Huge weekend of Greek events in SydneyHuge weekend of Greek events in Sydney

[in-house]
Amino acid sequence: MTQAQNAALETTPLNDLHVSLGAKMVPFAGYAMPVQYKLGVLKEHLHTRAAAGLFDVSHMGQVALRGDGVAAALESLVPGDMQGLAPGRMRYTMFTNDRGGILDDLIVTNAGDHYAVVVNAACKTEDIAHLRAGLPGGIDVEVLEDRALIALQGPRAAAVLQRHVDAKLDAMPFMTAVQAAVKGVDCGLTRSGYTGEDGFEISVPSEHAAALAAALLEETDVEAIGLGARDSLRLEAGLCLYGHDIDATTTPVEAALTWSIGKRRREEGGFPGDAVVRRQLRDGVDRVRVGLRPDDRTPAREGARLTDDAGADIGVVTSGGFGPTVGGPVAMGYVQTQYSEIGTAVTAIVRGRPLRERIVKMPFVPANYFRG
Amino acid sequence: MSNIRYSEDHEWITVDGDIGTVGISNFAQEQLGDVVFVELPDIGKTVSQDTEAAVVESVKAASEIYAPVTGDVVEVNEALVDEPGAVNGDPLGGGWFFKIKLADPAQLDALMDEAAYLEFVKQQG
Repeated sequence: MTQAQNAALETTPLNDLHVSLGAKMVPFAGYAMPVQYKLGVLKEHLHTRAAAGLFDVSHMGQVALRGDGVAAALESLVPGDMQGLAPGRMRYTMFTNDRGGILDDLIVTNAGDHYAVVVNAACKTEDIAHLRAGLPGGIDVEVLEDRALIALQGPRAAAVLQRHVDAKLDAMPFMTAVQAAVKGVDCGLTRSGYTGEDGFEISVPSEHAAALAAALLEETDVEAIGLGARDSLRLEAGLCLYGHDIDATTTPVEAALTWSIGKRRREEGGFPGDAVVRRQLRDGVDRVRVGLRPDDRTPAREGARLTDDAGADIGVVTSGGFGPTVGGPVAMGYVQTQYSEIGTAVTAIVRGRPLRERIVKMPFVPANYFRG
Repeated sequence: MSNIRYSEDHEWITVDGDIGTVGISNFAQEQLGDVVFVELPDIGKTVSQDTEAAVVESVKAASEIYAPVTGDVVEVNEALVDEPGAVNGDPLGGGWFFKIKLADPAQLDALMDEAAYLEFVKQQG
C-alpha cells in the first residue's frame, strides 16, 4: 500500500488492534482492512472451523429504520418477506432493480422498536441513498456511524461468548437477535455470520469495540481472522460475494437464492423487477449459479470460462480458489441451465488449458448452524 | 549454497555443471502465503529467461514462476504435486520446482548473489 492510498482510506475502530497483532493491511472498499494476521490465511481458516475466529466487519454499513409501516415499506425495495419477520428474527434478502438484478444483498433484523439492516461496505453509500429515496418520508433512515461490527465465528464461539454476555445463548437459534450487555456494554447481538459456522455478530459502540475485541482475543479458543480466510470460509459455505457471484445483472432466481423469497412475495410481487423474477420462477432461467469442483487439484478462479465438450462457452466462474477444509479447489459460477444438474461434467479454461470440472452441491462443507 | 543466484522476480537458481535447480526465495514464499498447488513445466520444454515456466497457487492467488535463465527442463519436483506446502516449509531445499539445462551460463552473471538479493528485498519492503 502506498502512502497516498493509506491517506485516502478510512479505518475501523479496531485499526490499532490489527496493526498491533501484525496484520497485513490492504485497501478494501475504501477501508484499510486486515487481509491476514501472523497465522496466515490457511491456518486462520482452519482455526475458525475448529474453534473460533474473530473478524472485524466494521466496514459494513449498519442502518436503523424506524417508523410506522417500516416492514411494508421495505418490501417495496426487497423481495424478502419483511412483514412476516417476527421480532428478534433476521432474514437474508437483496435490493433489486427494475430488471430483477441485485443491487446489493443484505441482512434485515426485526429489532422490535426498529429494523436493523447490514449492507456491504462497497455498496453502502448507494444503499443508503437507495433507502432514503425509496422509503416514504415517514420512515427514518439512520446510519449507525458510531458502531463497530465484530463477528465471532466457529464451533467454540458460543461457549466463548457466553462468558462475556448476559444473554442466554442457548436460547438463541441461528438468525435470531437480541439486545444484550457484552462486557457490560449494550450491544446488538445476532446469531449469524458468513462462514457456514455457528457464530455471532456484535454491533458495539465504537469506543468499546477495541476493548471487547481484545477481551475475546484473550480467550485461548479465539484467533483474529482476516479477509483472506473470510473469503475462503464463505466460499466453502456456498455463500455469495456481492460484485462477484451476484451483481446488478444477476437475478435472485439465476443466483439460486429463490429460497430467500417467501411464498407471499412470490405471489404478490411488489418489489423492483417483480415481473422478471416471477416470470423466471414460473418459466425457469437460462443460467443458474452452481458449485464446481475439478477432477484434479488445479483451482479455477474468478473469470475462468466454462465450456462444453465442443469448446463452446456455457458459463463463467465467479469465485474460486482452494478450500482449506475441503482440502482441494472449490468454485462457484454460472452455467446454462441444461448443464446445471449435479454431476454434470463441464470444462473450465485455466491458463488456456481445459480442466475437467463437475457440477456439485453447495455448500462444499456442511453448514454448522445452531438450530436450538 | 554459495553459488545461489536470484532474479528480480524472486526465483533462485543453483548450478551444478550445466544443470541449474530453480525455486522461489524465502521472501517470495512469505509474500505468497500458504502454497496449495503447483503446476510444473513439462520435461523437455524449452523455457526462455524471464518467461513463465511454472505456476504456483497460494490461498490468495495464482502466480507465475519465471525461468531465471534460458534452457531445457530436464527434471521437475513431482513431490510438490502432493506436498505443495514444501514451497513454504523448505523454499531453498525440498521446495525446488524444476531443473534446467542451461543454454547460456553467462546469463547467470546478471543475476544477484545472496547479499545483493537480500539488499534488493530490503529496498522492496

first_imgWith spring in full swing in the harbour city, a number of major Greek styled events cashed in on the good weather. After starting his Australian Tour in Adelaide on Friday, Konstantinos Koufos moved on to Sydney and Melbourne, playing all his recent hits including Η Πιο Ωραία Στην Ελλάδα which has been viewed on YouTube almost 40 million times – a record for a current Greece-based artist. The concert, featuring Konstantinos Miliotakis, was hosted by DJ Krazy Kon who is on the verge of releasing his next instalment in the acclaimed Greece music series.Konstantinos Koufos performing for his fans in Sydney.On the other side of Sydney in the Macarthur region, the local Greek community came together to promote all that is Greek. The Gala Dinner event held at Camden Town Hall commenced with photo exhibition ‘Life on Lemnos 1915’ and the photo display of the Battle of Crete 1941. Later dancers from the Hellenic Institute of Dance, Greek Folk Dancers of NSW, Pontoxeniteas and Sydney Sizmos took to the stage in traditional costumes to perform for guests. Added to the mix was an audio visual journey to Greece, cultural exhibitions and of course food, with the packed auditorium transformed into a little Greece. The event was the biggest yet to be organised by the Association. President John Tsekas told Neos Kosmos, “This is not your stock standard big Greek event. This is where the Macarthur comes alive to the sounds and sights of Greek dance and music, great food, an awesome visual journey into Greece and more.”The Life on Lemnos 1915 exhibition.Taking us back to the Greek heartland of Sydney on Sunday at Belmore Sports Ground, Sydney Olympic defeated the NSL All Stars in front of 3,500 fans with a score of 6 – 4. Some of the big names to dust off their boots included Marshall Soper, Mark Kousas, Peter Katholos, Danny Moulis, Jim Ziras, Terry Patalis, Abbas Saad, Robert Hooker, David Barett, Ztlako Nastevski, Jim Patikas, Pablo Cardozo, Scott Baillie, Angelo Petratos, Steve Chilas, Vince Savoca, Peter Tsekenis and Eric Hristodolou.Over in nearby Canterbury, the Mytilenian Brotherhood of NSW hosted its annual Sardelles Festival. For those unfamiliar with the island, this is their most important produce after ouzo and olive oil. With the drop in tourism to the island this year due to false and misleading news stories about migrant presence, the Brotherhood was determined to showcase how exactly the island can survive economically. Everything from sardines to ouzo were imported from Lesvos specifically for the festival. “Yet again, a wonderful sold out event which featured music, ouzo and of course the best sardines in the world!” said president John Spanellis, who also revealed that the sardelles are found in the Gulf of Kalloni, which is said to produce the best tasting sardines in the world. If every weekend were like this in Sydney, Greek travel agents would likely go out of business with locals able to enjoy their own little Greek haven right at home.* Billy Cotsis is the director of ‘Lesvos: Fall in Love’ which is playing at the Greek Film Festival. Facebook Twitter: @NeosKosmos Instagramlast_img read more